Through videos, photographs, books, and installations Michel François breathes new life into materials and spaces, as well as the act of creating and looking at art. François transforms otherwise static, white galleries into theatrical settings where holes appear in unexpected places and everyday items, purchased or scavenged, are poignantly juxtaposed.
François’ installations creep around doorways and through walls, mirroring the idea of the rhizome—a non-hierarchical, fluid way of operating theorized by Gilles Deleuze and Felix Guattari. As opposed to a vertical structure, such as a tree, a rhizome spreads laterally and diffusely, like a nettle. It has no top, no center, no culminating point. A rhizomatic structure is a series of interconnected nodes, and while some may be larger than others, none is ultimately most important. Like a rhizome, the distinct parts of François’ installations ebb and flow, receding and advancing to create entities that are in flux but nonetheless recognizable.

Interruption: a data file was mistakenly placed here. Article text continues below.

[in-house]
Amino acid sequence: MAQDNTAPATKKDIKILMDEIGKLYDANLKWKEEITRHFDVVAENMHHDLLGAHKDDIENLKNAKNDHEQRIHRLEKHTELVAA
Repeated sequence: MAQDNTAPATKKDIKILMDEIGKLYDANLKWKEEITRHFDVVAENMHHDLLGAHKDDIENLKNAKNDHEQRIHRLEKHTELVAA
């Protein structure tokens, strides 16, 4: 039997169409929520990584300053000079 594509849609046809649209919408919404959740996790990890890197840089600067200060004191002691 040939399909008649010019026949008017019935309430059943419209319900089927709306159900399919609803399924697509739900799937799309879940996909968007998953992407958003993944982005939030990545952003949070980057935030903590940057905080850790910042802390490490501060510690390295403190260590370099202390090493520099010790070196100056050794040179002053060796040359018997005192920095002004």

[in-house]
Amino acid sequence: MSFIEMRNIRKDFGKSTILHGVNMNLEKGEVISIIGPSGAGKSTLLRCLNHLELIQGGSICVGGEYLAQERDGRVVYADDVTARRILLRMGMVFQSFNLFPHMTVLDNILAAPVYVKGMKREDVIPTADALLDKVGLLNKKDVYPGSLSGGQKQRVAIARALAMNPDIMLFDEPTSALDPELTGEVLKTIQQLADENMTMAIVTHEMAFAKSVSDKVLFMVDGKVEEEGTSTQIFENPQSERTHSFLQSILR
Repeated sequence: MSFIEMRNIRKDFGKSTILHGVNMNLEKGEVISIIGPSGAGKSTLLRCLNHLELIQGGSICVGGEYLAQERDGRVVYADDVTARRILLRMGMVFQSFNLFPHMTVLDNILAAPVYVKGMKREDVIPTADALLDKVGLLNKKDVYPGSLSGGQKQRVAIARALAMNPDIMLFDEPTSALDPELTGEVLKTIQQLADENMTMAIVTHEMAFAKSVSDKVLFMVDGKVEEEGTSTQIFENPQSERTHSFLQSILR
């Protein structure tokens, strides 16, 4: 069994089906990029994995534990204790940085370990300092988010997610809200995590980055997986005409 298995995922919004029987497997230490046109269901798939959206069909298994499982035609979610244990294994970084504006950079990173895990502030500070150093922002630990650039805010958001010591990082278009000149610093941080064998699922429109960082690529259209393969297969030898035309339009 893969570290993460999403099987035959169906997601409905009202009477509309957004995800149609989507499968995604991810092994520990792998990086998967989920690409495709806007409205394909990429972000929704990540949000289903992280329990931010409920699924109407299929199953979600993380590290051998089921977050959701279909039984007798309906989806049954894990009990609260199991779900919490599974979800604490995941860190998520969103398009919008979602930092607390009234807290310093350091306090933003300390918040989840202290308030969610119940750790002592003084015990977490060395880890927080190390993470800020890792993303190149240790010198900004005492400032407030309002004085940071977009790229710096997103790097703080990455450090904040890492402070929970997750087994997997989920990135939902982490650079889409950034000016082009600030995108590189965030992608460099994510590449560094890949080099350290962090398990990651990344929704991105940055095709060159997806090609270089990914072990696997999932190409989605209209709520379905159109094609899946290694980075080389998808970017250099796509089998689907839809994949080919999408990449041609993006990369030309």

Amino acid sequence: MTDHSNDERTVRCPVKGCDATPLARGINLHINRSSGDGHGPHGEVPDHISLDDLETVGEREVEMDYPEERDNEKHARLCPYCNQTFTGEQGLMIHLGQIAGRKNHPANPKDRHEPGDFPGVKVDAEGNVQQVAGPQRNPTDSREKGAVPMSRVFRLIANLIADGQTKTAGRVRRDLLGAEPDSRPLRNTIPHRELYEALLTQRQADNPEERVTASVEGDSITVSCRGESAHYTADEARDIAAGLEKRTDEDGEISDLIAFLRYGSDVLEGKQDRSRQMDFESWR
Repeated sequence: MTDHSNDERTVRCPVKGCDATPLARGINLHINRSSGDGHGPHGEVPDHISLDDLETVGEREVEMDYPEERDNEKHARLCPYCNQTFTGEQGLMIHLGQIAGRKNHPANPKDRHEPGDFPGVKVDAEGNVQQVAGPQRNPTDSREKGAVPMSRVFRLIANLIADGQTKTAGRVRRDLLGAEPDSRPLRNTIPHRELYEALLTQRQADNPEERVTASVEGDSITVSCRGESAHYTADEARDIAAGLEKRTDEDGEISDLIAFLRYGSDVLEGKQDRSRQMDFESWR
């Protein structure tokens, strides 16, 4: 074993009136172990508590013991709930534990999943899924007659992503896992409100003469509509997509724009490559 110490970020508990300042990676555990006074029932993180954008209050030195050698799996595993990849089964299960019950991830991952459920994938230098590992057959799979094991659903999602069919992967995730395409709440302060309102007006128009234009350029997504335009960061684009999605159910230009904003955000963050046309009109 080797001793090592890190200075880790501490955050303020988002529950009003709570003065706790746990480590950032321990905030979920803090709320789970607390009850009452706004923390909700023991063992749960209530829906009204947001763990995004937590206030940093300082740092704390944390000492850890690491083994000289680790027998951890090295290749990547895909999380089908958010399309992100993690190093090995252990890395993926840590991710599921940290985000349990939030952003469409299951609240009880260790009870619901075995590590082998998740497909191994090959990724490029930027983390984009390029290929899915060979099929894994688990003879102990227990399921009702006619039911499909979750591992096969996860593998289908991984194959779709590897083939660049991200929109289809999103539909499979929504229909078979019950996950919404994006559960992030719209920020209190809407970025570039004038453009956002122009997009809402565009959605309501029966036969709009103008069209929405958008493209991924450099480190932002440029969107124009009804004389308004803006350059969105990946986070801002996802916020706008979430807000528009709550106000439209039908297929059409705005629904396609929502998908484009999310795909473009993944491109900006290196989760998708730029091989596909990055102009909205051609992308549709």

Revitalizing the familiar, François investigates the tension between public and private, and art and non-art. Stage lights, newspapers, plants, and tobacco reappear in various installations—at times becoming more or less important. For The Plant in Ourselves (2001) François pried into the history of a Nazi-era museum by exposing original marble and old walls. Lights shone on original details. A stately cactus brought organic matter into the art space. Visitors were given clay with which to mark up a room. In this installation, as in others, François refashioned the ordinary into the extraordinary. His amorphous, sculptural creation wavered between clarity and mystery—between explicit politics and beautification of the space.
Born and based in Brussels, Belgium in 1956, Michel François spends time in Amsterdam, the Netherlands, where he teaches at the Rijksakademie. Recent solo exhibitions include the Westfälischer Kunstverein, Munich, Germany (2003); the Centre George Pompidou, Paris, France (2002); the Fundació Miró, Barcelona, Spain (2001); the Haus der Kunst, Munich, Germany (2001); the Kunstahalle Bern, Bern, Switzerland (2000), and the 48th Venice Biennale, Italy (1999).